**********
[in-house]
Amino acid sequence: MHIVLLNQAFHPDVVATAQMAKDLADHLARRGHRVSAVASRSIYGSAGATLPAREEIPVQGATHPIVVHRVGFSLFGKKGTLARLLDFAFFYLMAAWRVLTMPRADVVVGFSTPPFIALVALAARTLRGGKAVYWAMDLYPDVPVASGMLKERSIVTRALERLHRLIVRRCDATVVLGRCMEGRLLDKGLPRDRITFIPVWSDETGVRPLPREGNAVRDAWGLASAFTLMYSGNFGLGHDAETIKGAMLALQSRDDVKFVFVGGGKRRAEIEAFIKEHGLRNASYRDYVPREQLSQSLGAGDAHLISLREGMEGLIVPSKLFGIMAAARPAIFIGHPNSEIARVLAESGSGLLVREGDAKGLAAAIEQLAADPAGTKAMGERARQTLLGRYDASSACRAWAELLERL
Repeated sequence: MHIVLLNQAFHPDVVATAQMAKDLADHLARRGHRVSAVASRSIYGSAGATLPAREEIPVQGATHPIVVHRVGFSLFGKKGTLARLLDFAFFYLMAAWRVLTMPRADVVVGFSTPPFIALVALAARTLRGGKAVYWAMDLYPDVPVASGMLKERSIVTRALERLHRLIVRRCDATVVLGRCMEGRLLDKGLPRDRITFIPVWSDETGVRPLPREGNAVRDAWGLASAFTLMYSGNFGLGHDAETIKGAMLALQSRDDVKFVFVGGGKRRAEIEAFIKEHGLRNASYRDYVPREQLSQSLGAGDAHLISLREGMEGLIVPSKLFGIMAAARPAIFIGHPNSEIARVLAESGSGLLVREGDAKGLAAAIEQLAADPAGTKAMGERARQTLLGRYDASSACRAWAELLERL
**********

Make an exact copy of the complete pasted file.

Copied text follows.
[in-house]
Amino acid sequence: MHIVLLNQAFHPDVVATAQMAKDLADHLARRGHRVSAVASRSIYGSAGATLPAREEIPVQGATHPIVVHRVGFSLFGKKGTLARLLDFAFFYLMAAWRVLTMPRADVVVGFSTPPFIALVALAARTLRGGKAVYWAMDLYPDVPVASGMLKERSIVTRALERLHRLIVRRCDATVVLGRCMEGRLLDKGLPRDRITFIPVWSDETGVRPLPREGNAVRDAWGLASAFTLMYSGNFGLGHDAETIKGAMLALQSRDDVKFVFVGGGKRRAEIEAFIKEHGLRNASYRDYVPREQLSQSLGAGDAHLISLREGMEGLIVPSKLFGIMAAARPAIFIGHPNSEIARVLAESGSGLLVREGDAKGLAAAIEQLAADPAGTKAMGERARQTLLGRYDASSACRAWAELLERL
Repeated sequence: MHIVLLNQAFHPDVVATAQMAKDLADHLARRGHRVSAVASRSIYGSAGATLPAREEIPVQGATHPIVVHRVGFSLFGKKGTLARLLDFAFFYLMAAWRVLTMPRADVVVGFSTPPFIALVALAARTLRGGKAVYWAMDLYPDVPVASGMLKERSIVTRALERLHRLIVRRCDATVVLGRCMEGRLLDKGLPRDRITFIPVWSDETGVRPLPREGNAVRDAWGLASAFTLMYSGNFGLGHDAETIKGAMLALQSRDDVKFVFVGGGKRRAEIEAFIKEHGLRNASYRDYVPREQLSQSLGAGDAHLISLREGMEGLIVPSKLFGIMAAARPAIFIGHPNSEIARVLAESGSGLLVREGDAKGLAAAIEQLAADPAGTKAMGERARQTLLGRYDASSACRAWAELLERL